Benjamin's critique aligns the historian with the aggressor. "There is no document of civilization which is not at the same time a document of barbarism."(2) The victor writes history in between pillaging and culturing, and the victor falsely believes in its sacred objectivity. "Historicism gives the 'eternal' image of the past; historical materialism supplies a unique experience."(3) Benjamin's reaction is to carve a new style of historical construction contrary to the conventional. "A historian who takes this as his point of departure stops telling the sequence of events like the beads of a rosary. Instead, he grasps the constellation which his own era has formed with a definite earleir one ... [called the] 'time of the now.'"(4) The historian that writes in the "time of the now" fights against an oppressive writing. "In every era the attempt must be made anew to wrest tradition away from a conformism that is about to overpower it."(5) 

How can I analyze my work through the lens of Walter Benjamin's construction of history?

I wrote a textual, video, and graphic document, which intertwined the voices lower class clients and the architects and students that created their homes. The project challenged the popularized conception of humanitarian design in the United States when it "amplified the voices"(6) of clients. Although it amplifies the voices, I am not convinced that my college thesis departs from telling the sequence "like the beads of a rosary," in that it almost chronicles my interviews and does not go far enough in developing new writing styles of history that can alter the field or architectures that empower the poor.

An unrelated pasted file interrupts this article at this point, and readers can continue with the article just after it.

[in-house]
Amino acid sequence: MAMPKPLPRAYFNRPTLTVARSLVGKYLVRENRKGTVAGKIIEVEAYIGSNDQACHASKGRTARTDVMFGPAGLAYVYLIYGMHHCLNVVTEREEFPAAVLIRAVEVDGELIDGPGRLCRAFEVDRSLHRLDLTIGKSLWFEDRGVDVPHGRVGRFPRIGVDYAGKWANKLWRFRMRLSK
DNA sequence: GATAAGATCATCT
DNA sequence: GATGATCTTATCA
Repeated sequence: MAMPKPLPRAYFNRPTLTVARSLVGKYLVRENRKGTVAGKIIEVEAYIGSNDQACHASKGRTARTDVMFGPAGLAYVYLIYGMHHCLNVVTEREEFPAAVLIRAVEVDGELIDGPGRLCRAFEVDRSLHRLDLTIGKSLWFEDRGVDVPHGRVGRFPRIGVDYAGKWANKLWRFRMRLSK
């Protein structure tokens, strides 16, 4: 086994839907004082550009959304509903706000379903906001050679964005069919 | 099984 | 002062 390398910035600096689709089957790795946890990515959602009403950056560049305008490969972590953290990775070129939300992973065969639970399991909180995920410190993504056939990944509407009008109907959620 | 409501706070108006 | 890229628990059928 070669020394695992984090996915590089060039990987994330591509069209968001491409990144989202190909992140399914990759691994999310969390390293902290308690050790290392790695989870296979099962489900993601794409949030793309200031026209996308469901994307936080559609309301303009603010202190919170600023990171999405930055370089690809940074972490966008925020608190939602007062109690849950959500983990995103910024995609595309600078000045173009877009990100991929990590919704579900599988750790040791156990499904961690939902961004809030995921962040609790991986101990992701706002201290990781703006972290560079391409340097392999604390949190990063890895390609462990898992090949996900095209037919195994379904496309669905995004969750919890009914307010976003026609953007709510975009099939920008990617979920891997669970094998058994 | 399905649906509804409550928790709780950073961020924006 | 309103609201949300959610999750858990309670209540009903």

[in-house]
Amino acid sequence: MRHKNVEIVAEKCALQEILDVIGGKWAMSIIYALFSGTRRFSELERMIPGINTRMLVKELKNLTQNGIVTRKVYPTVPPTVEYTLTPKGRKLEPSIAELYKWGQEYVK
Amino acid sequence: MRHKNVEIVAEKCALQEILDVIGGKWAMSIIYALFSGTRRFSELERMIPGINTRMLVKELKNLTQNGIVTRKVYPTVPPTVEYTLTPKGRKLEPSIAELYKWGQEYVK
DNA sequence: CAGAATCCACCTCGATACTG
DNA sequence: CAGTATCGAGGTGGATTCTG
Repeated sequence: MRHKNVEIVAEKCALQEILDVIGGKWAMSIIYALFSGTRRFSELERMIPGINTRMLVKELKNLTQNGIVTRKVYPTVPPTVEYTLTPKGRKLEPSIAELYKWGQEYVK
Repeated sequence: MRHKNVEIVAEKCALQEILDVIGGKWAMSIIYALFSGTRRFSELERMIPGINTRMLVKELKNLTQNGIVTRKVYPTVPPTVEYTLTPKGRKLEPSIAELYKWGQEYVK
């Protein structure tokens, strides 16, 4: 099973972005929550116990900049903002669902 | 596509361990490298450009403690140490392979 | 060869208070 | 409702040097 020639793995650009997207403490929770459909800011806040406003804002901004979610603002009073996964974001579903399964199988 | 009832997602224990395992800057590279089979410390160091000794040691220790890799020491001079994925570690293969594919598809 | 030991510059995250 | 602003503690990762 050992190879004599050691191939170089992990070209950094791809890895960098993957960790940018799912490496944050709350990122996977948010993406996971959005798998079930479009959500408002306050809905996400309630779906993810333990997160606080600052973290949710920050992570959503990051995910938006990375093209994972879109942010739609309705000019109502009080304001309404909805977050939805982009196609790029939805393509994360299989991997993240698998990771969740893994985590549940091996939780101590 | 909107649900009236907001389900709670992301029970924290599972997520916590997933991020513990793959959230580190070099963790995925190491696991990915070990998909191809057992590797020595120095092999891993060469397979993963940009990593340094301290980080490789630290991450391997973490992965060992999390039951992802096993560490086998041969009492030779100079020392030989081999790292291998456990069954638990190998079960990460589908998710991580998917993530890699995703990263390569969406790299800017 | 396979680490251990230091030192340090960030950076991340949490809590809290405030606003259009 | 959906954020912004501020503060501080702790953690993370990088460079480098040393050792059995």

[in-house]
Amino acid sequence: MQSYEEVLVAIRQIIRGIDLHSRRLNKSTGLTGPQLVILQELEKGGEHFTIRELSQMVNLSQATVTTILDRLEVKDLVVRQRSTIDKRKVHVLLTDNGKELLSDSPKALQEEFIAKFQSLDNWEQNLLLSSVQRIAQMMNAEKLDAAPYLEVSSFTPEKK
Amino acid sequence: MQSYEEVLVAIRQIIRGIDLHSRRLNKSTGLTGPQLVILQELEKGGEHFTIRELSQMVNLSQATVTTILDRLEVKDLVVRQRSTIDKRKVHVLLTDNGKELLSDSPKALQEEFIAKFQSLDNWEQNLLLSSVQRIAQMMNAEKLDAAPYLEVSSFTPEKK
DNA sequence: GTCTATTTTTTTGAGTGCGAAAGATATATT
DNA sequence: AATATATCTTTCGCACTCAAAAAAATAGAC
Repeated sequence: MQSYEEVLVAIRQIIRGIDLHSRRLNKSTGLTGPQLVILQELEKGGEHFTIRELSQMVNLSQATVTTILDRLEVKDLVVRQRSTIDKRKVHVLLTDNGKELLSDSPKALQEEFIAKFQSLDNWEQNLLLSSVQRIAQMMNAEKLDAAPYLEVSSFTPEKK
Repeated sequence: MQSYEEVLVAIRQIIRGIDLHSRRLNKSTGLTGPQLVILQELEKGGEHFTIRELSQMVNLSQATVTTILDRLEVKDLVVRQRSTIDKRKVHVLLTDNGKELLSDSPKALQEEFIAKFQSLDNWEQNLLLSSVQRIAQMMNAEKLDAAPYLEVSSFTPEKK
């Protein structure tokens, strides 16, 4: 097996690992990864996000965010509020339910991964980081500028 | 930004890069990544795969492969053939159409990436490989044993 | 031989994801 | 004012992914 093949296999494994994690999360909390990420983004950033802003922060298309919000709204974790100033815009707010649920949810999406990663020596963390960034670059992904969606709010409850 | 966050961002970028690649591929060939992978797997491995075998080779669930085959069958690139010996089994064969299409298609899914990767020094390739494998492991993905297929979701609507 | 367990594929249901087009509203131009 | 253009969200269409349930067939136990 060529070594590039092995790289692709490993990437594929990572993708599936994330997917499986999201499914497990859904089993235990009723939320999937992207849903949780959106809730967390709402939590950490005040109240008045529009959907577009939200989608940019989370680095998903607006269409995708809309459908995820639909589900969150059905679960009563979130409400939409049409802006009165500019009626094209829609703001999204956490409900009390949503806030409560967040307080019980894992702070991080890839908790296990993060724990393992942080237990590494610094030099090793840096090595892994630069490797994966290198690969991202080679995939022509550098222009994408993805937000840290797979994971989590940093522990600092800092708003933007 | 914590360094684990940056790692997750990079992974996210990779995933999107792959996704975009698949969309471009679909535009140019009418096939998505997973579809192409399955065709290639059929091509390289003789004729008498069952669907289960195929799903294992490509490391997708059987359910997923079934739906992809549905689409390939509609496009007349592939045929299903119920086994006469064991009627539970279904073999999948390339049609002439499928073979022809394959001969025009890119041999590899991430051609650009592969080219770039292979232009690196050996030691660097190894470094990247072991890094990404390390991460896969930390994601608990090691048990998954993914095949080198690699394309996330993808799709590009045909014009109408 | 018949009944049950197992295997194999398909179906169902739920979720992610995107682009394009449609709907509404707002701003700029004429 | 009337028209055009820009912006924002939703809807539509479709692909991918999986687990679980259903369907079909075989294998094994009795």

outcome 1
To move closer to an empowering history of architecture for the poor, I want to explore a new form of writing, influenced by Benjamin's idea of the "literary montage." Below is an example:
Architectural Montage: Dialogue Between Theory and a Client  
(Method of this project: literary montage. I needn't say anything. Merely show.[i])
             (FOR ALMOST TEN YEARS, Samuel Mockbee, a recent MacArthur “genius Grant” recipient, and his architecture students at Auburn University have been designing and building striking houses and community buildings for impoverished residents of Alabama’s Hale County. Using salvaged lumber and bricks, discarded tires, hay and waste cardboard bales, concrete rubble, colored bottles, and old license plates, they create inexpensive buildings.[ii])(The 20k project is about making housing for people who would live in trailers, but they're making a model. They're not making a house for a person.[iii])
            House Recipient: (It's a pretty sound house.[iv]) (As many storms as we've had since I've been living here, I've always felt safe. This house didn't shake or nothing.[v]) (A house is not a house without a porch. Because a lot of times, maybe this kind of year, when you ‘aint got nothing to do, you want to spend some time sitting out on the porch, reading a good book, sitting, talking to your company.[vi])
             (Why has it been published that way? That's what people want to see. They want to come to this place and see how poor it is, and how romantically rural and lovely it is. … And the things that the books don't show is the sort of context of the place—that it's pretty fucked up. It will probably always be fucked up. You don't see that in the books.[vii]) (Now the reflected image has become separable, transportable. And where is it transported? Before the public.[viii])
             (They could have put the washer and dryer hook ups in there. But they didn't do it. And the porch didn't need to be that big. There's enough space out there, I could have had enough space out there to put washer and dryer.[ix])